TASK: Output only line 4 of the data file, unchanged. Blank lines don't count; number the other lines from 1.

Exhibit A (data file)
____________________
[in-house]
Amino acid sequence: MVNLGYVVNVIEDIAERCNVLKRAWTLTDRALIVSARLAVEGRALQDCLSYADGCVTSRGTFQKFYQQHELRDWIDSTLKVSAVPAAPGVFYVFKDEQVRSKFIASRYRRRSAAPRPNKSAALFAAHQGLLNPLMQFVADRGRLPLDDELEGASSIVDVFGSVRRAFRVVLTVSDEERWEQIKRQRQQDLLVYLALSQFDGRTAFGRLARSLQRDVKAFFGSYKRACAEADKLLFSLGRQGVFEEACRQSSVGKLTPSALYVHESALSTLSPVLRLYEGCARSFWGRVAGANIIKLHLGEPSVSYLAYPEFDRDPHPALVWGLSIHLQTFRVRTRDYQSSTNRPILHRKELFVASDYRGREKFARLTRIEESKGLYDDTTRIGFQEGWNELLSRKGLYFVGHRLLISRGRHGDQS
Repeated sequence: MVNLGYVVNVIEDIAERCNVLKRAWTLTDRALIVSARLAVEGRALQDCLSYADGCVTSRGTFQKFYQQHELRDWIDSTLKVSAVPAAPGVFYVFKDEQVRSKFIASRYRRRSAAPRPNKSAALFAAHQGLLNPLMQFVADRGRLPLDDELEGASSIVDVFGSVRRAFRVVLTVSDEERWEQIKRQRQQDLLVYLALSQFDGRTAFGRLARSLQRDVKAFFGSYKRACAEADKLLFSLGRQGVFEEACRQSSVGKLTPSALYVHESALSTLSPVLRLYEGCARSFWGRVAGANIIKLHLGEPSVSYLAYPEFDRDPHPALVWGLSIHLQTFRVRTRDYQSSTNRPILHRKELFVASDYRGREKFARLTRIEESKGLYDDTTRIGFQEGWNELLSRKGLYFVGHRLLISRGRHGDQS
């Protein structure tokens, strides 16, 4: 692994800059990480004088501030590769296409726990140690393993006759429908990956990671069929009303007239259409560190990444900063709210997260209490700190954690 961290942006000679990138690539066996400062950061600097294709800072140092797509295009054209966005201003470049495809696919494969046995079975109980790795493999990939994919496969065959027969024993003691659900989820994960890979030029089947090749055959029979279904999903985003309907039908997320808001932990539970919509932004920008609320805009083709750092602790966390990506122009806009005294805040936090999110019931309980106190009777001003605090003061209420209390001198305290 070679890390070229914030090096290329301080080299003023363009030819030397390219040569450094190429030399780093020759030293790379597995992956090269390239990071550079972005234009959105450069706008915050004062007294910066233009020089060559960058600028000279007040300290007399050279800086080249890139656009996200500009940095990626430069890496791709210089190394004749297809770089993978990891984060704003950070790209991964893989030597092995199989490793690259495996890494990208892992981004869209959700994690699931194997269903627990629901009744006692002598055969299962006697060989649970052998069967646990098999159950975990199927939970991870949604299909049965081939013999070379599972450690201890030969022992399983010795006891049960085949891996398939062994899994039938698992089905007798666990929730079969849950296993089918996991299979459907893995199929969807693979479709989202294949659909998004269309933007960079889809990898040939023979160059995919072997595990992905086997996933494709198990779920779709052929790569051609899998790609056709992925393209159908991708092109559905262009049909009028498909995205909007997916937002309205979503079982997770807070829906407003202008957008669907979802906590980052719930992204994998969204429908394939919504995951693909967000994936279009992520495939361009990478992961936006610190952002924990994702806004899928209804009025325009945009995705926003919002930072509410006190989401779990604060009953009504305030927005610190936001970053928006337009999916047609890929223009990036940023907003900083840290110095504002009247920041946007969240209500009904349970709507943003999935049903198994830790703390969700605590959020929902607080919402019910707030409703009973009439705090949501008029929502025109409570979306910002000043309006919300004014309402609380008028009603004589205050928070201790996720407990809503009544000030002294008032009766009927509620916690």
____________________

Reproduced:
């Protein structure tokens, strides 16, 4: 692994800059990480004088501030590769296409726990140690393993006759429908990956990671069929009303007239259409560190990444900063709210997260209490700190954690 961290942006000679990138690539066996400062950061600097294709800072140092797509295009054209966005201003470049495809696919494969046995079975109980790795493999990939994919496969065959027969024993003691659900989820994960890979030029089947090749055959029979279904999903985003309907039908997320808001932990539970919509932004920008609320805009083709750092602790966390990506122009806009005294805040936090999110019931309980106190009777001003605090003061209420209390001198305290 070679890390070229914030090096290329301080080299003023363009030819030397390219040569450094190429030399780093020759030293790379597995992956090269390239990071550079972005234009959105450069706008915050004062007294910066233009020089060559960058600028000279007040300290007399050279800086080249890139656009996200500009940095990626430069890496791709210089190394004749297809770089993978990891984060704003950070790209991964893989030597092995199989490793690259495996890494990208892992981004869209959700994690699931194997269903627990629901009744006692002598055969299962006697060989649970052998069967646990098999159950975990199927939970991870949604299909049965081939013999070379599972450690201890030969022992399983010795006891049960085949891996398939062994899994039938698992089905007798666990929730079969849950296993089918996991299979459907893995199929969807693979479709989202294949659909998004269309933007960079889809990898040939023979160059995919072997595990992905086997996933494709198990779920779709052929790569051609899998790609056709992925393209159908991708092109559905262009049909009028498909995205909007997916937002309205979503079982997770807070829906407003202008957008669907979802906590980052719930992204994998969204429908394939919504995951693909967000994936279009992520495939361009990478992961936006610190952002924990994702806004899928209804009025325009945009995705926003919002930072509410006190989401779990604060009953009504305030927005610190936001970053928006337009999916047609890929223009990036940023907003900083840290110095504002009247920041946007969240209500009904349970709507943003999935049903198994830790703390969700605590959020929902607080919402019910707030409703009973009439705090949501008029929502025109409570979306910002000043309006919300004014309402609380008028009603004589205050928070201790996720407990809503009544000030002294008032009766009927509620916690």